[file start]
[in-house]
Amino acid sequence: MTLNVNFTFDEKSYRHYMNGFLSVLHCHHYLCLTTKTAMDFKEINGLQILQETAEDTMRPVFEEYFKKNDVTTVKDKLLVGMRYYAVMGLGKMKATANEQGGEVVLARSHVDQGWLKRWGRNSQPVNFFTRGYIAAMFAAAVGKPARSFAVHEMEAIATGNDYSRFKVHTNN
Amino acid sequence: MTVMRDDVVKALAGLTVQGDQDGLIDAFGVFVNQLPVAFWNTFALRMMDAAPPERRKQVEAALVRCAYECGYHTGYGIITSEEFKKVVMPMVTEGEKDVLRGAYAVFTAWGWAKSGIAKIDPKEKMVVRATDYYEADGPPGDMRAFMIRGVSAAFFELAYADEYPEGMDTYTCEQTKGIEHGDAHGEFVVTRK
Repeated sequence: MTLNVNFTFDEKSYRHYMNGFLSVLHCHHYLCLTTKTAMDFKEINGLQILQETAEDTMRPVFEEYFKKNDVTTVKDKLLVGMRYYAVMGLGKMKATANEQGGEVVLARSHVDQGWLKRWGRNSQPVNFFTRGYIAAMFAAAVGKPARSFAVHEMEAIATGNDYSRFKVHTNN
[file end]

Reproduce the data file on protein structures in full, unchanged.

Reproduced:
[in-house]
Amino acid sequence: MTLNVNFTFDEKSYRHYMNGFLSVLHCHHYLCLTTKTAMDFKEINGLQILQETAEDTMRPVFEEYFKKNDVTTVKDKLLVGMRYYAVMGLGKMKATANEQGGEVVLARSHVDQGWLKRWGRNSQPVNFFTRGYIAAMFAAAVGKPARSFAVHEMEAIATGNDYSRFKVHTNN
Amino acid sequence: MTVMRDDVVKALAGLTVQGDQDGLIDAFGVFVNQLPVAFWNTFALRMMDAAPPERRKQVEAALVRCAYECGYHTGYGIITSEEFKKVVMPMVTEGEKDVLRGAYAVFTAWGWAKSGIAKIDPKEKMVVRATDYYEADGPPGDMRAFMIRGVSAAFFELAYADEYPEGMDTYTCEQTKGIEHGDAHGEFVVTRK
Repeated sequence: MTLNVNFTFDEKSYRHYMNGFLSVLHCHHYLCLTTKTAMDFKEINGLQILQETAEDTMRPVFEEYFKKNDVTTVKDKLLVGMRYYAVMGLGKMKATANEQGGEVVLARSHVDQGWLKRWGRNSQPVNFFTRGYIAAMFAAAVGKPARSFAVHEMEAIATGNDYSRFKVHTNN